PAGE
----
We’re excited to invite you to join us for another book talk, co-sponsored with Internet Archive, with author Sarah Lamdan about her book Data Cartels.
Join SPARC’s Heather Joseph for a chat with author Sarah Lamdan about the companies that control & monopolize our information.
Book Talk: Data Cartels with Sarah Lamdan & Heather Joseph Co-sponsored by Internet Archive & Authors Alliance Wednesday, November 30 @ 10am PT / 1pm ET Register now for the virtual discussion. Purchase Data Cartels from The Booksmith
In our digital world, data is power. Information hoarding businesses reign supreme, using intimidation, aggression, and force to maintain influence and control. Sarah Lamdan brings us into the unregulated underworld of these “data cartels”, demonstrating how the entities mining, commodifying, and selling our data and informational resources perpetuate social inequalities and threaten the democratic sharing of knowledge.
Sarah Lamdan is Professor of Law at the City University of New York School of Law. She also serves as a Senior Fellow for the Scholarly Publishing and Academic Resources Coalition, a Fellow at NYU School of Law’s Engelberg Center on Innovation Law and Policy.
Heather Joseph is a longtime advocate and strategist in the movement for open access to knowledge. She is the Executive Director of SPARC, an international alliance of libraries committed to creating a more open and equitable ecosystem for research and education. She leads SPARCs policy efforts, which have produced national laws and executive actions supporting the free and open sharing of research articles, data and textbooks, and has worked on international efforts to promote open access with organizations including the United Nations,, The World Bank, UNESCO, and the World Health Organization.
Book Talk: Data Cartels with Sarah Lamdan & Heather Joseph Co-sponsored by Internet Archive & Authors Alliance Wednesday, November 30 @ 10am PT / 1pm ET Register now for the virtual discussion.
The problem with termination of transfer is that almost no one uses it. Professor Rebecca Giblin has written about this extensively–for example, in an article she co-authored last year demonstrating that in the eight years since works first became eligible for termination under Section 203, creators exercised their termination rights for very few works (e.g. only around 800 booksover that time period, a tiny fraction of those eligible).
The system is incredibly complex and confusing, with numerous exceptions and technical requirements, such that creators can’t reasonably navigate it without significant time, expense, and usually a team of lawyers. I won’t go into all the gory details, but this report by Public Knowledge provides a good overview, highlighting the ways that Termination of Transfer in practice fails creators. This is due to the law’s complexity and the ways publishers and other corporate rightsholders systematically weaponize that complexity to prevent creators from benefiting from termination of transfer. It can be hard for creators to know how to stand up for their rights, or even to know that their rights are at risk in the first place.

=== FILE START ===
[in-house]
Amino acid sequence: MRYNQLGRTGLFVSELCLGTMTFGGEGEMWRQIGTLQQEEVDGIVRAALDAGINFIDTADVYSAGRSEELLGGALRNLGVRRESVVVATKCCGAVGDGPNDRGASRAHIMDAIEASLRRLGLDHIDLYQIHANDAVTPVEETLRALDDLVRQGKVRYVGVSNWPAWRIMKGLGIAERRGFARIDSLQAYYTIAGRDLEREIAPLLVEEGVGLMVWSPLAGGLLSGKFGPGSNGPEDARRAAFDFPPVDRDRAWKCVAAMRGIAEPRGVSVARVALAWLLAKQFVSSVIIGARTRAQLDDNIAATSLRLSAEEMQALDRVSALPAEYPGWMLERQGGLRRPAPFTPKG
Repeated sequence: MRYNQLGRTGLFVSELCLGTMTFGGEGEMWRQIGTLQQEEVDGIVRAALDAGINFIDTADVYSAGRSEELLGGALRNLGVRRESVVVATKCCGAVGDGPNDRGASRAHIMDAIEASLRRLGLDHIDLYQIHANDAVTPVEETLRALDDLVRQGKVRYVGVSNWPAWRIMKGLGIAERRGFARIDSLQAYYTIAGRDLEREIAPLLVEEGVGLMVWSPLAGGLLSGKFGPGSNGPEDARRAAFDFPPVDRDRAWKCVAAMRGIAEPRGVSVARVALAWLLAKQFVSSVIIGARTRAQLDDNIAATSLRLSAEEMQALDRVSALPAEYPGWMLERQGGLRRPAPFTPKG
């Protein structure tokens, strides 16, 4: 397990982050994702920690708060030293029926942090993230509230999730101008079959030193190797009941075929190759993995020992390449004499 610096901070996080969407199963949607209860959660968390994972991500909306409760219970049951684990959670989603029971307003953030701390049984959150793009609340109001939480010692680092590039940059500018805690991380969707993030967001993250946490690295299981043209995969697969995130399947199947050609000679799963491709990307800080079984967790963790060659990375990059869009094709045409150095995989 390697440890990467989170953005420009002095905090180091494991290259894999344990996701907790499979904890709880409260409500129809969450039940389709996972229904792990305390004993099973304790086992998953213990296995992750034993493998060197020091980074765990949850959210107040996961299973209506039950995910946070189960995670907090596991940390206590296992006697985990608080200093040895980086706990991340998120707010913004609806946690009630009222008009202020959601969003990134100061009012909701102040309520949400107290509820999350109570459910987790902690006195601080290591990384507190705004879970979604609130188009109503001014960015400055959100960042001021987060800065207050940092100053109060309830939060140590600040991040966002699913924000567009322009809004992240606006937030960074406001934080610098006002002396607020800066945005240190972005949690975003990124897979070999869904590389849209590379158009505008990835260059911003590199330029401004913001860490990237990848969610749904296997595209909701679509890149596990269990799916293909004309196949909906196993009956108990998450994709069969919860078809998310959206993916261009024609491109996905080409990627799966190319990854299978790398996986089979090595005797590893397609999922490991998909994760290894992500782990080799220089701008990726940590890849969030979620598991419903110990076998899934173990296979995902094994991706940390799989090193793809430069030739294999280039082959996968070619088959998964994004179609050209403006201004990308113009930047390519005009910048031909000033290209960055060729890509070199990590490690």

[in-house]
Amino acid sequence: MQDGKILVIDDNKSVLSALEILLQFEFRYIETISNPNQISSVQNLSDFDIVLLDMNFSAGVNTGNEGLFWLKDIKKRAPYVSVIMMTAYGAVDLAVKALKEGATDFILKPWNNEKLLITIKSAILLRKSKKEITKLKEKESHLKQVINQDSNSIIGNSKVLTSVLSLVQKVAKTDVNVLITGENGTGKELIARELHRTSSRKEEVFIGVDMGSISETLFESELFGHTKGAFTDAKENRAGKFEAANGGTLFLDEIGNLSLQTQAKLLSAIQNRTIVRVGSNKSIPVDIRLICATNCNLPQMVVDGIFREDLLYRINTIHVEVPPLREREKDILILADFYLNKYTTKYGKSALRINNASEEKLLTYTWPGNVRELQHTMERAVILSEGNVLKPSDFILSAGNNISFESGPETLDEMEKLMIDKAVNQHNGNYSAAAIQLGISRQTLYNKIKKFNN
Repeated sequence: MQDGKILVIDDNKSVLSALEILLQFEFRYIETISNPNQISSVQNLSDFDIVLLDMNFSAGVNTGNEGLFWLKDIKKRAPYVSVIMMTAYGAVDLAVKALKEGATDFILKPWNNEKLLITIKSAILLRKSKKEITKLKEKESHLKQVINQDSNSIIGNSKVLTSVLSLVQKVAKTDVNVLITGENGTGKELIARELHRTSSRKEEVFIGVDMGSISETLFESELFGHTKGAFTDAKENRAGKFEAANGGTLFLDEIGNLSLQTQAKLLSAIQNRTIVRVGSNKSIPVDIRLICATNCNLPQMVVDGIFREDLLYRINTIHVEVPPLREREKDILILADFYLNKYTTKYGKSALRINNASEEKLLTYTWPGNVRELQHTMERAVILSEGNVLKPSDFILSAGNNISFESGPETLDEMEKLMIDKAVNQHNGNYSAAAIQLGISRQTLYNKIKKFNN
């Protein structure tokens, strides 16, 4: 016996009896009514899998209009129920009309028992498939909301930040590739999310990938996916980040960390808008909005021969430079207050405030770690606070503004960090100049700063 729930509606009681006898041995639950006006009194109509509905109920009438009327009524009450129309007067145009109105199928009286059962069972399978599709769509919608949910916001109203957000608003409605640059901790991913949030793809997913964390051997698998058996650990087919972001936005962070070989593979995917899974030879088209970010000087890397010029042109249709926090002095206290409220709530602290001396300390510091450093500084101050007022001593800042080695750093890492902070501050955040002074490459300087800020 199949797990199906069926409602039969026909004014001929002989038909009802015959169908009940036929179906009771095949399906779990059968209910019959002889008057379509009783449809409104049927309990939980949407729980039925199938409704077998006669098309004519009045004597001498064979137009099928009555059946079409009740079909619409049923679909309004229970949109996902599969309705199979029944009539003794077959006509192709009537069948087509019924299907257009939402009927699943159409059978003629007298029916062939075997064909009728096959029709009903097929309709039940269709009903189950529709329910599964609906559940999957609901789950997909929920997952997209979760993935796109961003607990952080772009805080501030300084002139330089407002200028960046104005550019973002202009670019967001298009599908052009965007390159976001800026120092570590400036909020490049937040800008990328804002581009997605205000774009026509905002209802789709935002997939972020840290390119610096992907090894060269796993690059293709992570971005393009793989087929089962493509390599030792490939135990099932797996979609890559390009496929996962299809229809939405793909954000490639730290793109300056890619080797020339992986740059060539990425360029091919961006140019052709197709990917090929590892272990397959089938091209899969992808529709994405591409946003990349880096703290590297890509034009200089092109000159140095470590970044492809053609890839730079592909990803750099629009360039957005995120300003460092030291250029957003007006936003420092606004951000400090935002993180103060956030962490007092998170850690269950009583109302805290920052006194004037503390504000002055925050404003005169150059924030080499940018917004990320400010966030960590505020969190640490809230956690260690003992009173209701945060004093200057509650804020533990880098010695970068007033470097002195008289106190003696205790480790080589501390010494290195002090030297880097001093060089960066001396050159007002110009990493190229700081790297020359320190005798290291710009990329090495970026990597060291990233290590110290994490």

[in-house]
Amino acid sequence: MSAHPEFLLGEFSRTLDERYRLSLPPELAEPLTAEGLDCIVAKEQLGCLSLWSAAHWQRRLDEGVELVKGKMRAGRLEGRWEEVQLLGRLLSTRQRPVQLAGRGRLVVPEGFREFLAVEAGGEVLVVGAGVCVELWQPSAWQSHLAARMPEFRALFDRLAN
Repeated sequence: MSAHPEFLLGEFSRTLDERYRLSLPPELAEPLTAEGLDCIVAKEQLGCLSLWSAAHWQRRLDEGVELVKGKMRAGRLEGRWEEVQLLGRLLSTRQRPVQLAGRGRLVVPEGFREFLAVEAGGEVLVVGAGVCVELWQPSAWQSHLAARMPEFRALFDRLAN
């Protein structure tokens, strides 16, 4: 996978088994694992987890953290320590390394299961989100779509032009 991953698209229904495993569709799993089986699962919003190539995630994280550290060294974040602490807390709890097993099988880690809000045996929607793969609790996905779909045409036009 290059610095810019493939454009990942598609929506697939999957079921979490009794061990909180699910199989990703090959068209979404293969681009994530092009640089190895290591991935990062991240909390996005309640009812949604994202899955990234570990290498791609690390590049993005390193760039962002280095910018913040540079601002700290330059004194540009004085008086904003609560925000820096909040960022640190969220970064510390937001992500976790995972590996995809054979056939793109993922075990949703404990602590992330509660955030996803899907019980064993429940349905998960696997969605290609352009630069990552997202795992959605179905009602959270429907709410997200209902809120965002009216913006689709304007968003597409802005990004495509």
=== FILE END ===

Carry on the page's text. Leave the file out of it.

Exhibit 1: The Mechanical Licensing Collective’s Attempt to Erase the Termination Right for Songwriters
In it, the Copyright Office recounts an effort by music industry powers to essentially eliminate the termination right for songwriters who would be otherwise entitled to royalties for their songs when sold or streamed digitally. Thankfully, the Copyright Office is paying attention and has crafted a proposed rule to prevent such abuse.
A little bit of background: in the world of music licensing, songwriters often transfer their rights to music publishers. Among the ways that those publishers make money is by licensing the underlying musical composition (lyrics, music) for use in actual sound recordings. These are typically referred to as “mechanical licenses.” In 2018, Congress passed the Music Modernization Act (“MMA”), which established a new blanket licensing system for digital music providers (e.g. Spotify, YouTube Music, and Pandora) that want to stream or offer downloadable digital copies and need to obtain mechanical rights. The system is operated by something called the “Mechanical Licensing Collective,” a nonprofit designated by the Copyright Office pursuant to the MMA and run by a board of 13 directors (ten music publishing executives and three songwriters).
Given this new system of blanket licensing, the MLC had to decide how it would pay out royalties in situations where a songwriter terminated her transfer of rights to a music publisher. The way this works in other contexts–e.g. when ASCAP receives notice from a creator that a grant has been terminated–is that the licensing intermediary holds onto any royalties until it is clear (either by agreement of the parties, or court order) who owns the rights, and then pays out royalties to the appropriate party.